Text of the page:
In 22 countries (Austria, Belgium, Croatia, Czech Republic, Denmark, Finland, France, Germany, Hungary, Ireland, Italy, Latvia, Netherlands, Norway, Poland, Portugal, Slovakia, Slovenia, Spain, Sweden, Switzerland and the United Kingdom), adequate survey data are available on both the religious upbringing of survey respondents and on current adult religious identity.11 Data on patterns of switching from non-Muslim religions to Islam come from the International Social Survey Program. In France, data on patterns of switching out of Islam among those raised Muslim come from the Trajectories and Origins survey, which found that approximately 10% of those raised Muslim later switched to no religious affiliation or to some other religion. Because other European countries lack sufficient data to measure patterns of switching out of Islam, the French pattern is borrowed for other Western European countries. Thus, in Western Europe, projections model that roughly 10% of rising cohorts of children raised in Islam will switch out of the faith as adults.
Since men and women often follow different switching patterns, researchers calculated rates of switching separately for men and women based on the experiences of adults ages 18 to 54 at the time of the survey. Researchers assume that the experience of young respondents is the best source of information about likely switching patterns for emerging generations, so the experiences of older respondents (those ages 55 and above) are excluded from the analysis. The analysis was initially restricted to the switching experience of 30- to 54-year-olds; while this restriction allowed the focus to be on respondents who have recently completed their young adult years, it left less-than-optimal sample sizes. Including the full range of adults ages 18 to 54 in the sample increased sample sizes and did not appear to compromise the reliability of the switching rates.
The estimates of religious switching for Muslims and non-Muslims in the 30 countries of this report are the same as those estimated for the 2015 “Future of World Religions” report.
Estimating and projecting the size and religious composition of regular migrants
To model the impact of migration on future religious change, the population projections in this report required an estimate of the religious composition of recent migrant flows between countries. That is, how many migrants moving from country X to country Y are Muslim? How many have some other religious identity? Data on the size and religious breakdown of migrant flows were pieced together in two steps. The first step was to estimate how many people move to and from every country in the world. Second, the religious composition of migrants moving between countries was estimated.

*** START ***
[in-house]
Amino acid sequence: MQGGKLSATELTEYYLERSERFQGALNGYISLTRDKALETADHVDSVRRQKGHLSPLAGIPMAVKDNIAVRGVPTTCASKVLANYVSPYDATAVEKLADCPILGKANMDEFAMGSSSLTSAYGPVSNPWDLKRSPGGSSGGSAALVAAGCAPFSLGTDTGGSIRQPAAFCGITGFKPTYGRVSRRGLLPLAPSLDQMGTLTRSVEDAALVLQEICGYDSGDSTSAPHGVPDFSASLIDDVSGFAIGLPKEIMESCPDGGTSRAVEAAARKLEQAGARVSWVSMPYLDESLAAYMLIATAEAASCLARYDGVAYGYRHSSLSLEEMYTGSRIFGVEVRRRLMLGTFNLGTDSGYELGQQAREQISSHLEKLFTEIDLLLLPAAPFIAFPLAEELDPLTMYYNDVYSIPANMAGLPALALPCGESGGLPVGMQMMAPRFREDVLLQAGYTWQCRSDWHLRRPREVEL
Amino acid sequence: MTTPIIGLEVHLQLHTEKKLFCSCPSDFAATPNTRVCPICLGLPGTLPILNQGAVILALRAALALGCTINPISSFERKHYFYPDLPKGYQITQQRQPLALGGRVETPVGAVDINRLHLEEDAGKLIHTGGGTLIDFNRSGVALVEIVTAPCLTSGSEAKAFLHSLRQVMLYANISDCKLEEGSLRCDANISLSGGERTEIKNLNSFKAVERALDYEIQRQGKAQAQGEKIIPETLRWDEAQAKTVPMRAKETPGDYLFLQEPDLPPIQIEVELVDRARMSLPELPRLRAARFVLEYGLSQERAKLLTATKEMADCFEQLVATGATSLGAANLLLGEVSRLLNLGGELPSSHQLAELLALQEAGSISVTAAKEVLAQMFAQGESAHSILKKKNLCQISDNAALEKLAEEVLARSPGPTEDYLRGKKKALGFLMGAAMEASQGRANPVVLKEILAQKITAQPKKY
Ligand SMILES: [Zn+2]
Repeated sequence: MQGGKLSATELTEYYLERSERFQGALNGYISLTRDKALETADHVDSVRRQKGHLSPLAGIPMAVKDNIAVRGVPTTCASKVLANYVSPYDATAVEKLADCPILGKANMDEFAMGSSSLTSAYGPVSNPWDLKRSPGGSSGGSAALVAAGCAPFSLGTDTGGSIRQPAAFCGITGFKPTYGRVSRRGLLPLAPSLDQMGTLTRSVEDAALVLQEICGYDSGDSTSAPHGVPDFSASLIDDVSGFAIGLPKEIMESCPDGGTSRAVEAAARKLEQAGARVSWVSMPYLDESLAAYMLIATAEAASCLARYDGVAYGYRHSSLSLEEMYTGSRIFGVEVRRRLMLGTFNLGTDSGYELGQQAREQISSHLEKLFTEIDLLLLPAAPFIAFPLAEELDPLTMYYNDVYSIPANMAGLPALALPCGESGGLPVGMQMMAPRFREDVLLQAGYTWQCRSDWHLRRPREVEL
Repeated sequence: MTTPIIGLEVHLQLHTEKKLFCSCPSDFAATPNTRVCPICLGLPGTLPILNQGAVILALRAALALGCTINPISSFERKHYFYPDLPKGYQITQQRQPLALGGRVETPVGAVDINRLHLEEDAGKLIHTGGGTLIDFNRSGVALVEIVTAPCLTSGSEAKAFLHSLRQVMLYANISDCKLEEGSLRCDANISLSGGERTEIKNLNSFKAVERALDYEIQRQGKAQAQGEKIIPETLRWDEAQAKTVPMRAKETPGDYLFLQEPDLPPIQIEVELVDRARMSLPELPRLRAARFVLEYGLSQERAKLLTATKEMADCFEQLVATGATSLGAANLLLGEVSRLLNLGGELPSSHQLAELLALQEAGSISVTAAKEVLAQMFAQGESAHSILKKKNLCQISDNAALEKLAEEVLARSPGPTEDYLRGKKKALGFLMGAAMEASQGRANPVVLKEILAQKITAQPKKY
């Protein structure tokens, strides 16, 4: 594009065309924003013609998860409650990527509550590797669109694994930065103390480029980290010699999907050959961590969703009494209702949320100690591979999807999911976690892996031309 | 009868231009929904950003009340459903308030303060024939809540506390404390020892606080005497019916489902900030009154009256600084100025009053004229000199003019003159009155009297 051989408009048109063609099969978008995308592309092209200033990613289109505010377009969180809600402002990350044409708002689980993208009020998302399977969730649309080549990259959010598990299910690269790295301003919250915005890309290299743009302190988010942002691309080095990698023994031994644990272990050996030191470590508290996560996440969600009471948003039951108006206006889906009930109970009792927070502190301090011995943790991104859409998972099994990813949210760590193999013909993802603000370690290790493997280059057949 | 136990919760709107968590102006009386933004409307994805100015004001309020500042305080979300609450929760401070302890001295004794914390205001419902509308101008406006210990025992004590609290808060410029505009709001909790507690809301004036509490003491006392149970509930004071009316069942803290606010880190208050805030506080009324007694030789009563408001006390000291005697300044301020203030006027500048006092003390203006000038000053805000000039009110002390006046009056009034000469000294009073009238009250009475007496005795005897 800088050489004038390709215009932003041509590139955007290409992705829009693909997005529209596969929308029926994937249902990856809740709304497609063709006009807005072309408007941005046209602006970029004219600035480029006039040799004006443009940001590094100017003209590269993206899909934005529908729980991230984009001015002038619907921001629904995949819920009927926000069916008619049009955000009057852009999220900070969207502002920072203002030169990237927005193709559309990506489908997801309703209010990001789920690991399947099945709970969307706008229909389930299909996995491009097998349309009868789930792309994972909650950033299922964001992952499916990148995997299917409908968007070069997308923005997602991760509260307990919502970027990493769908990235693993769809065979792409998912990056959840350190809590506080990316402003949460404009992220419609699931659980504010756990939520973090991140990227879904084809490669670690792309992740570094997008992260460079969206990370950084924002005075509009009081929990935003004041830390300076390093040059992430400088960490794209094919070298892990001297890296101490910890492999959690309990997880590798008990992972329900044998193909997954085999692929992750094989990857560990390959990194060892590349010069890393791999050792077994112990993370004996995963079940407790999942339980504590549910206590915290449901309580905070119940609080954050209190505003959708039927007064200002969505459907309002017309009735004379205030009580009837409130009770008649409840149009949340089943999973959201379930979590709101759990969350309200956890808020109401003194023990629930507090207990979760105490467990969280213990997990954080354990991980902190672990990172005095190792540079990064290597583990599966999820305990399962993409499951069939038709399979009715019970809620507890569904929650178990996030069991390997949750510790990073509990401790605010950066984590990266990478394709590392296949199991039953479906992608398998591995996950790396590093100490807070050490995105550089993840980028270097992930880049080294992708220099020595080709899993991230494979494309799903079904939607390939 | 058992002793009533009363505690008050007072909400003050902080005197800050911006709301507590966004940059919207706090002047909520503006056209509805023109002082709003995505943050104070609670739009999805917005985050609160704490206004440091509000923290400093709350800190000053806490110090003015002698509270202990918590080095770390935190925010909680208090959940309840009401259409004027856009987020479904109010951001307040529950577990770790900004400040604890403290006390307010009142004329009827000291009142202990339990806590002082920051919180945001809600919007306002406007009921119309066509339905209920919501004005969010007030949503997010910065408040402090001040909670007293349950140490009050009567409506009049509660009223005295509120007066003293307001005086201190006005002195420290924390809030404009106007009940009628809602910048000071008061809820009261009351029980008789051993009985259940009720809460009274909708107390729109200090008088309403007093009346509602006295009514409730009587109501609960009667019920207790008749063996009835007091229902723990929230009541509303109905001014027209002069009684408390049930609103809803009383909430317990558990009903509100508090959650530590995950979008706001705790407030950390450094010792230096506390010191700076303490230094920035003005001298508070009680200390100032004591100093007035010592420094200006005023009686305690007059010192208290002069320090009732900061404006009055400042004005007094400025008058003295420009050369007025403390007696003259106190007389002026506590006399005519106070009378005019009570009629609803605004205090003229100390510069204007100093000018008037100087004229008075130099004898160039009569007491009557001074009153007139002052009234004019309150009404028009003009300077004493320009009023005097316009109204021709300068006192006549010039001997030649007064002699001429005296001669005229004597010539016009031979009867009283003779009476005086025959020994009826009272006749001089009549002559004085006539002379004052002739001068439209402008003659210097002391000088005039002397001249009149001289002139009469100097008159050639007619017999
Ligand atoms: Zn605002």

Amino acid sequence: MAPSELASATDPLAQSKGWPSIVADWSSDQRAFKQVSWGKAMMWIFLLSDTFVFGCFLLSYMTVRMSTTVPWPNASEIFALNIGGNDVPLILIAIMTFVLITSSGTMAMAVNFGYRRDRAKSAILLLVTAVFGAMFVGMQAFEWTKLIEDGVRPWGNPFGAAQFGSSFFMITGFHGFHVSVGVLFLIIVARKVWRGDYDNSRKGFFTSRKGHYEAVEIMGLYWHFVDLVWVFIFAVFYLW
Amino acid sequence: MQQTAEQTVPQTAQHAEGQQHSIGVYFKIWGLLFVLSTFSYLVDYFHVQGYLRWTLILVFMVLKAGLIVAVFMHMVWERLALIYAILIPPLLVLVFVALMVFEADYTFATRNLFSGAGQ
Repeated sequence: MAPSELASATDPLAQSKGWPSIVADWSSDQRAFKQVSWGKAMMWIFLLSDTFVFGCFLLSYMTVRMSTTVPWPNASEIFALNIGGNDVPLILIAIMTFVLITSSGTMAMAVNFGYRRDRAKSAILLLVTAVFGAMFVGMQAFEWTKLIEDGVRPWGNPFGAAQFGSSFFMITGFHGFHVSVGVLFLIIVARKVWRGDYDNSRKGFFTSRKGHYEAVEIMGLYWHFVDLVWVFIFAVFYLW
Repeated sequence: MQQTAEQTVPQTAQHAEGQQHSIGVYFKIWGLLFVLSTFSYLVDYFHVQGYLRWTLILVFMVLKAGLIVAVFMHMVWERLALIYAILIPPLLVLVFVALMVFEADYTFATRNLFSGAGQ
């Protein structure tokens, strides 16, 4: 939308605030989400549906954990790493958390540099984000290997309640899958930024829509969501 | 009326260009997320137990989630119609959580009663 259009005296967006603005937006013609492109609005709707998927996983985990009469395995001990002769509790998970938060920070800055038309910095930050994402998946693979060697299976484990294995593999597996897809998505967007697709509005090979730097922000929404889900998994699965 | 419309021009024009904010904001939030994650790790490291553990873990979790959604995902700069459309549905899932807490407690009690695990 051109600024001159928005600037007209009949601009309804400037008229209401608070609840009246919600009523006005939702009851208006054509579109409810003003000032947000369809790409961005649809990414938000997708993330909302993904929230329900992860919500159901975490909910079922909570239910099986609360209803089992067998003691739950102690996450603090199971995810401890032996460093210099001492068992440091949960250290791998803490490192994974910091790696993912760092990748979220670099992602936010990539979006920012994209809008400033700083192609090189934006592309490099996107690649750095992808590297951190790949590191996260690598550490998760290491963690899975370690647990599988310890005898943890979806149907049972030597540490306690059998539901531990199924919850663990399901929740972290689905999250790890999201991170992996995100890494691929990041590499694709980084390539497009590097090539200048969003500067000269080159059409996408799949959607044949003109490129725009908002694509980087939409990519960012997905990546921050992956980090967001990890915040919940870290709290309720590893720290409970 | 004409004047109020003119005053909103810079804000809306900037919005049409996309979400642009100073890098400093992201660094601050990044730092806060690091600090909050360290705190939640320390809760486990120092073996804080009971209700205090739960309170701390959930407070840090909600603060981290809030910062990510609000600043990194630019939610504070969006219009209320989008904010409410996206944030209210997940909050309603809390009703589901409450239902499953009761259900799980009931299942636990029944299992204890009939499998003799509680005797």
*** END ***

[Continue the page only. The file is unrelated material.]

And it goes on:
Generally speaking, there is much better information on migrant “stocks” (how many foreign-born people reside in each country, and where they were born) than there is on migrant “flows” (how many people move between countries each year). The limited flow data that are available may not capture all modes of travel or all kinds of international migrants, and it can be difficult to distinguish short-term travel from long-term migration. Since data on migration flows are incomplete, data on migrant stocks for 2010 and 2015, estimated by the United Nations, were used to estimate migration flows for both males and females.12 Demographer Guy Abel developed an innovative technique to estimate migration flows between countries using this stock data.13 Using empirical data and observed regularities in the age patterns of migration flows, researchers were able to disaggregate each estimated total flow into subtotals by five-year age groups. The bilateral flows estimated based on the UN migrant stock data include asylum-seeking and regular, non-asylum-seeking migration. Although the UN data include refugee stock estimates from the Office of the UN High Commissioner for Refugees, the latest UN migrant stock data (released in December 2015) was prepared too early to capture the large volume of asylum seeker flows that arrived late in the 2010 to 2015 interval. Since Eurostat provides updated measures of asylum seeker flows, Eurostat is the source of asylum seeker data in this report and UN data were manually adjusted to reduce flow estimates (such as the flow from Syria to Sweden) likely to have been largely composed of asylum seekers. Thus, adjusted data from Guy J. Abel, based on UN stock estimates, became the source for estimating regular migration; refugee flows, adjusted based on rejection rates, were estimated separately based on Eurostat asylum seeker data.
Another step was to identify the religious breakdown of migrants. The religious composition of migrants is not always the same as the religious composition of the general population in their country of origin. In many cases, members of some religious groups are more likely than others to leave a country, and they are also more likely to choose certain destination countries. Religious minorities, in particular, may be disproportionately likely to migrate to a country in which their religion is in the majority. The religious breakdown for the movement of migrants is drawn from Pew Research Center’s Global Religion and Migration Database – which has estimates of the religious breakdown of migrant populations based on global census and survey information.